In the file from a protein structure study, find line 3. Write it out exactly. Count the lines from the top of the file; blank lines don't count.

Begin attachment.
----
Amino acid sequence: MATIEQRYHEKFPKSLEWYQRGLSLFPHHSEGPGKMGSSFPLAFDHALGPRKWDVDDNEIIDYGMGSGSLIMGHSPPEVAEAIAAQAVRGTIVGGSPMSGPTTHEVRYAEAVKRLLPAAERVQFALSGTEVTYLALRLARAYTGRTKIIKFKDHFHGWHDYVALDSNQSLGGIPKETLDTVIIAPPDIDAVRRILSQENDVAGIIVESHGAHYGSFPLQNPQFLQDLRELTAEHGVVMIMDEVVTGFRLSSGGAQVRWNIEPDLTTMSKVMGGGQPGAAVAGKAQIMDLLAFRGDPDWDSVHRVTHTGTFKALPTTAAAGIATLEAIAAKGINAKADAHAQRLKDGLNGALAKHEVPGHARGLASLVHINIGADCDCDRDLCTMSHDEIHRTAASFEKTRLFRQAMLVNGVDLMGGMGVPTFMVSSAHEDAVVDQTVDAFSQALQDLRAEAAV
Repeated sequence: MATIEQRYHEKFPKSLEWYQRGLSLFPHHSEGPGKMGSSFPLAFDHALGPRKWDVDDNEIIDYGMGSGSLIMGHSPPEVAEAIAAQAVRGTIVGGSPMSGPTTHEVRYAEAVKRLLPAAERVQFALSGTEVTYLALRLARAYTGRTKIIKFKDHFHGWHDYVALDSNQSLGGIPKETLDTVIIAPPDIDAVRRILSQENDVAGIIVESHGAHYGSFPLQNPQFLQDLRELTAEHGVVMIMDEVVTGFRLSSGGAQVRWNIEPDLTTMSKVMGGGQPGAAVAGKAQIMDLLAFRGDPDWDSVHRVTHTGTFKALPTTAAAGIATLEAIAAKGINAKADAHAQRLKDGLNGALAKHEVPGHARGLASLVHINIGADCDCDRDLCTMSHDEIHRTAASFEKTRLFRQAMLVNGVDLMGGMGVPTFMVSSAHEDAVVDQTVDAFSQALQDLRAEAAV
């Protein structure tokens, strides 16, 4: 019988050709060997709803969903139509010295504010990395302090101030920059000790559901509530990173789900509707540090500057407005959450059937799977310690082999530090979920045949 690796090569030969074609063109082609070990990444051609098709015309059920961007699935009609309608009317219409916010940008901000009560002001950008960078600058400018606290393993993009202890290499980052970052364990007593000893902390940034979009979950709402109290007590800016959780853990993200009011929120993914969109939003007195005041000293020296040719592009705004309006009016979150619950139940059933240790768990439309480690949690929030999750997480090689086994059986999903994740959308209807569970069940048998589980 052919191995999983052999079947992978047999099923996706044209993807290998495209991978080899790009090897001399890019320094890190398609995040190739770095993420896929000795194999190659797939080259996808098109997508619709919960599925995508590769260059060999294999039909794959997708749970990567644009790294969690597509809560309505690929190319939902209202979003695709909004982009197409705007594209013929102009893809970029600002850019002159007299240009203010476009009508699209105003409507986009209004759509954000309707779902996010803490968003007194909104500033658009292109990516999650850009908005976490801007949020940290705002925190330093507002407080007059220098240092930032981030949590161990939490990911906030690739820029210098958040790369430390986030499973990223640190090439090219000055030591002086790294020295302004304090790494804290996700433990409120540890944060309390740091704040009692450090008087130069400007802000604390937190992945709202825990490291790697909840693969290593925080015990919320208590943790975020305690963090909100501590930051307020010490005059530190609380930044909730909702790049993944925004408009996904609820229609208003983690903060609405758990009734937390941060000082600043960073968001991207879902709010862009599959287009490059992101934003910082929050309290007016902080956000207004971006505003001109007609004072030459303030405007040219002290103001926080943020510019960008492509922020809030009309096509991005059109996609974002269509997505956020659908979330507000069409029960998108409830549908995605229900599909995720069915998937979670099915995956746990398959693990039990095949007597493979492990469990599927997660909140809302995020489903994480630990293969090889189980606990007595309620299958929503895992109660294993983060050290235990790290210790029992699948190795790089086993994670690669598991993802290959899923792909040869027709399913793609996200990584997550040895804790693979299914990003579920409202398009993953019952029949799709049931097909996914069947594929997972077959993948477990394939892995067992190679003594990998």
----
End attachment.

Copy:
């Protein structure tokens, strides 16, 4: 019988050709060997709803969903139509010295504010990395302090101030920059000790559901509530990173789900509707540090500057407005959450059937799977310690082999530090979920045949 690796090569030969074609063109082609070990990444051609098709015309059920961007699935009609309608009317219409916010940008901000009560002001950008960078600058400018606290393993993009202890290499980052970052364990007593000893902390940034979009979950709402109290007590800016959780853990993200009011929120993914969109939003007195005041000293020296040719592009705004309006009016979150619950139940059933240790768990439309480690949690929030999750997480090689086994059986999903994740959308209807569970069940048998589980 052919191995999983052999079947992978047999099923996706044209993807290998495209991978080899790009090897001399890019320094890190398609995040190739770095993420896929000795194999190659797939080259996808098109997508619709919960599925995508590769260059060999294999039909794959997708749970990567644009790294969690597509809560309505690929190319939902209202979003695709909004982009197409705007594209013929102009893809970029600002850019002159007299240009203010476009009508699209105003409507986009209004759509954000309707779902996010803490968003007194909104500033658009292109990516999650850009908005976490801007949020940290705002925190330093507002407080007059220098240092930032981030949590161990939490990911906030690739820029210098958040790369430390986030499973990223640190090439090219000055030591002086790294020295302004304090790494804290996700433990409120540890944060309390740091704040009692450090008087130069400007802000604390937190992945709202825990490291790697909840693969290593925080015990919320208590943790975020305690963090909100501590930051307020010490005059530190609380930044909730909702790049993944925004408009996904609820229609208003983690903060609405758990009734937390941060000082600043960073968001991207879902709010862009599959287009490059992101934003910082929050309290007016902080956000207004971006505003001109007609004072030459303030405007040219002290103001926080943020510019960008492509922020809030009309096509991005059109996609974002269509997505956020659908979330507000069409029960998108409830549908995605229900599909995720069915998937979670099915995956746990398959693990039990095949007597493979492990469990599927997660909140809302995020489903994480630990293969090889189980606990007595309620299958929503895992109660294993983060050290235990790290210790029992699948190795790089086993994670690669598991993802290959899923792909040869027709399913793609996200990584997550040895804790693979299914990003579920409202398009993953019952029949799709049931097909996914069947594929997972077959993948477990394939892995067992190679003594990998």